If you are taken by cultures and values across the centuries, you may study with us and learn to engage in close reading and exegesis of the great corpus of English Literature.
Tell us where your interests lie and enjoy a customised online private module that will enhance your appreciation and understanding of selected authors, poets, and dramatists.
Here is a brief overview of the periods and genres on which you might decide to focus, according to the historical contexts which appeal to you:
The medieval writers of the Middle Ages are represented by Geoffrey Chaucer and Thomas Malory, together with many other less-known individuals.
During the Renaissance, we have the playwrights Ben Jonson, Christopher Marlowe, and William Shakespeare, the authors Francis Bacon and Thomas More, and the poets John Donne, George Herbert, John Milton, Edmund Spencer, and Philip Sydney, amongst many others.
The seventeenth century Enlightenment was a prolific period that gave us William Congreve, David Hume, Samuel Johnson, John Locke, Isaac Newton, Thomas Paine, Alexander Pope, and Jonathan Swift.
Throughout the Romantic Movement of the eighteenth and nineteenth centuries, there was a wide corpus of literary figures that included Jane Austen, William Blake, Lord Byron, Samuel Taylor Coleridge, John Keats, Henry Wadsworth Longfellow, Sir Walter Scott, Mary Shelley, Percy Bysshe Shelley, Robert Louis Stevenson, Mary Wollstonecraft, and William Wordsworth.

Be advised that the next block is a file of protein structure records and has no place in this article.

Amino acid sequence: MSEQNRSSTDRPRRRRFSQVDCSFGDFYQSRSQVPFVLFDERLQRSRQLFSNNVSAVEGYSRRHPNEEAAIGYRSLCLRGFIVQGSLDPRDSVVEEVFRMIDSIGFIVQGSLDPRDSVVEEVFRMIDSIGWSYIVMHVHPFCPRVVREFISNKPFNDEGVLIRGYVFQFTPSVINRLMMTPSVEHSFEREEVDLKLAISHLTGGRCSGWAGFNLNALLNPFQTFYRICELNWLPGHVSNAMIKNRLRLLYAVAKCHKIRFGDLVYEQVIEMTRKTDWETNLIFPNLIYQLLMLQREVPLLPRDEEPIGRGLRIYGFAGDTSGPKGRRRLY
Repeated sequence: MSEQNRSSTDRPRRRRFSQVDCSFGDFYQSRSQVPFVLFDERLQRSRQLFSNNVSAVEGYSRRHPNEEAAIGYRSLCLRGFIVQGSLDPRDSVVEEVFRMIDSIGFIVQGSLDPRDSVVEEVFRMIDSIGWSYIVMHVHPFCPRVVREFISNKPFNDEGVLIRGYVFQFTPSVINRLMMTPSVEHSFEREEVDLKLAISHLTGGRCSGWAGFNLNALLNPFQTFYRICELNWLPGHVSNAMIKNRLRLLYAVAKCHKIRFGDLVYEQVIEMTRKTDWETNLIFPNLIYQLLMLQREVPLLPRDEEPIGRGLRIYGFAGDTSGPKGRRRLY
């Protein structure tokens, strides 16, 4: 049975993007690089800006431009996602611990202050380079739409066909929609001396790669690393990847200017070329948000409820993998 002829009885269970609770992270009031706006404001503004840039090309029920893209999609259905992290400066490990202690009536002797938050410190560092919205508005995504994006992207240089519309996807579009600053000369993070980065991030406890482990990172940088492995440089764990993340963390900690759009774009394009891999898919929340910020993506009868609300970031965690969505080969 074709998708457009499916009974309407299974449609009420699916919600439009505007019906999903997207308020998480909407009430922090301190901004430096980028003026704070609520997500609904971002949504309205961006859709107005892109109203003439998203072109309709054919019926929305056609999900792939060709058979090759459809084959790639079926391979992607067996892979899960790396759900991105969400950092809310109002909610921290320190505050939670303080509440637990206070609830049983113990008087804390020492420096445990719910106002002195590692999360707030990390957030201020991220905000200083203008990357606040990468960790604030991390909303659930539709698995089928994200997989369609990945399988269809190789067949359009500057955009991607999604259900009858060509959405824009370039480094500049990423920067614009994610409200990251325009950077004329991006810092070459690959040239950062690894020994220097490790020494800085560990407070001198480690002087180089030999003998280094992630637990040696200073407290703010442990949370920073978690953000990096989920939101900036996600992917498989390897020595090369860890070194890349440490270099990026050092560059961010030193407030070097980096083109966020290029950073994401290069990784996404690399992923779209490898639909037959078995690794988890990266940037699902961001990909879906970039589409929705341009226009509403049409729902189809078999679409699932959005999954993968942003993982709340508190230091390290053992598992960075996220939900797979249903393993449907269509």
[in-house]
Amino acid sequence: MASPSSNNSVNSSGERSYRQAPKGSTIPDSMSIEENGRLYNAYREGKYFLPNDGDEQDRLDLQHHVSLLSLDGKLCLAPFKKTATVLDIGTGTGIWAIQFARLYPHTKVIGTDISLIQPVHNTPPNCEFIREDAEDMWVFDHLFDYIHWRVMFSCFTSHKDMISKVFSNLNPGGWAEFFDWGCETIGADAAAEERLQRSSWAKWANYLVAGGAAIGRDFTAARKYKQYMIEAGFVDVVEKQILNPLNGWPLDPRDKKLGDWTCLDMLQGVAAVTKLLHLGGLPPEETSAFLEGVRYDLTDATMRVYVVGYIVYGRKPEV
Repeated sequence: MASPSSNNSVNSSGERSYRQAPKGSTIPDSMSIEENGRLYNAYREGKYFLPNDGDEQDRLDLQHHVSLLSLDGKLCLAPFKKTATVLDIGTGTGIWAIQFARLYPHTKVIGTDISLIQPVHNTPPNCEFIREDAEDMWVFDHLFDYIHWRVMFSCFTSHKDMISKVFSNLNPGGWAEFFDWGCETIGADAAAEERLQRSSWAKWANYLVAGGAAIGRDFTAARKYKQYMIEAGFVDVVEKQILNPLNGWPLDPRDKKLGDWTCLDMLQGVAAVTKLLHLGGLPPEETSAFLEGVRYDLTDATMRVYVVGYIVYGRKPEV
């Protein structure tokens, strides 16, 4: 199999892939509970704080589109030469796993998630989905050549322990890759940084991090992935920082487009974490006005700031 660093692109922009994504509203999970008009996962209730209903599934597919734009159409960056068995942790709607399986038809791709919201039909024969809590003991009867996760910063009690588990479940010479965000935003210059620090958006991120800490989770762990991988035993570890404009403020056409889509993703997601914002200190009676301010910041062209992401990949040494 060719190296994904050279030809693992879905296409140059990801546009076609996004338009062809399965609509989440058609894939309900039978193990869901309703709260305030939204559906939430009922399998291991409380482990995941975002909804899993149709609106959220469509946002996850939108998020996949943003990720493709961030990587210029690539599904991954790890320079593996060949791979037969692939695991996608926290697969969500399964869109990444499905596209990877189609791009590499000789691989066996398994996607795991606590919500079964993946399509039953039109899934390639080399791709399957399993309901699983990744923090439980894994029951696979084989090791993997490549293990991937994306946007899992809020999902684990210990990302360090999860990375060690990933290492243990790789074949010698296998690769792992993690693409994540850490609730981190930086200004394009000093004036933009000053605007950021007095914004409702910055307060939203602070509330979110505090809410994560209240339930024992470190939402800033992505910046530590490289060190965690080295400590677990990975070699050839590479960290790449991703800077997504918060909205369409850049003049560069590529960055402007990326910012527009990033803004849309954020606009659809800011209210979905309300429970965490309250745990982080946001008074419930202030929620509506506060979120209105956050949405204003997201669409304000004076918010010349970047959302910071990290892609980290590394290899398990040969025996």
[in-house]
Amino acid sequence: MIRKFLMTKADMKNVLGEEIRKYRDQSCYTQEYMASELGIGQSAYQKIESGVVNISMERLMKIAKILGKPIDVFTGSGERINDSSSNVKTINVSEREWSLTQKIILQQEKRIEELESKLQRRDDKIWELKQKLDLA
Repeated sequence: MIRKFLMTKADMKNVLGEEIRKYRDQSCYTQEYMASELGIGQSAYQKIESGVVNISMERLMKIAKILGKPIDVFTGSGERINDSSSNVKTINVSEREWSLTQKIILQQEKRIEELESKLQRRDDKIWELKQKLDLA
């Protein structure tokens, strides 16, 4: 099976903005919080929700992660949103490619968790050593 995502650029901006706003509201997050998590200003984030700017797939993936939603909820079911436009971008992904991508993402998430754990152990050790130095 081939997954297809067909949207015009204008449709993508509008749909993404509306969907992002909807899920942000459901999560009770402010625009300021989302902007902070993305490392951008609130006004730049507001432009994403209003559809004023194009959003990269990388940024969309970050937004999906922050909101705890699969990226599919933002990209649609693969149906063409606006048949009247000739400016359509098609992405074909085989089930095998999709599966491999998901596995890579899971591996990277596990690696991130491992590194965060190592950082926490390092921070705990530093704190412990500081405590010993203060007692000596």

The Victorian Era was a rich literary period during which many writers flourished among whom were Matthew Arnold, Elizabeth Barrett, Charlotte and Emily Brontë, Robert Browning, Thomas Carlyle, Lewis Carroll, Charles Dickens, Arthur Conan Doyle, George Eliot, Thomas Hardy, Gerard Manley Hopkins, Rudyard Kipling, Alfred Tennyson, William Makepeace Thackeray, Anthony Trollope, H. G. Wells, and Oscar Wilde.
Since then, the so-called Modernist and Postmodernist Periods include writers, poets, and playwrights such as Rupert Brooke, Joseph Conrad, T. S. Eliot, E. M. Forster, Robert Graves, Henry James, James Joyce, D. H. Lawrence, John Le Carré, C. S. Lewis, Iris Murdoch, George Orwell, Harold Pinter, George Bernard Shaw, J. R. R. Tolkien, Evelyn Waugh, Arnold Wesker, and Virginia Woolf, and William Butler Yeats.
Delving into the literary output of such writers allows us to develop an understanding of how societies have evolved despite the consistency of human behaviour throughout time. These historical pictures of the world provide powerful insights into how and why life is as it is, and help us to develop the tolerance, empathy, and pragmatic wisdom necessary to progress in this age of uncertainty, liberalism, and choice.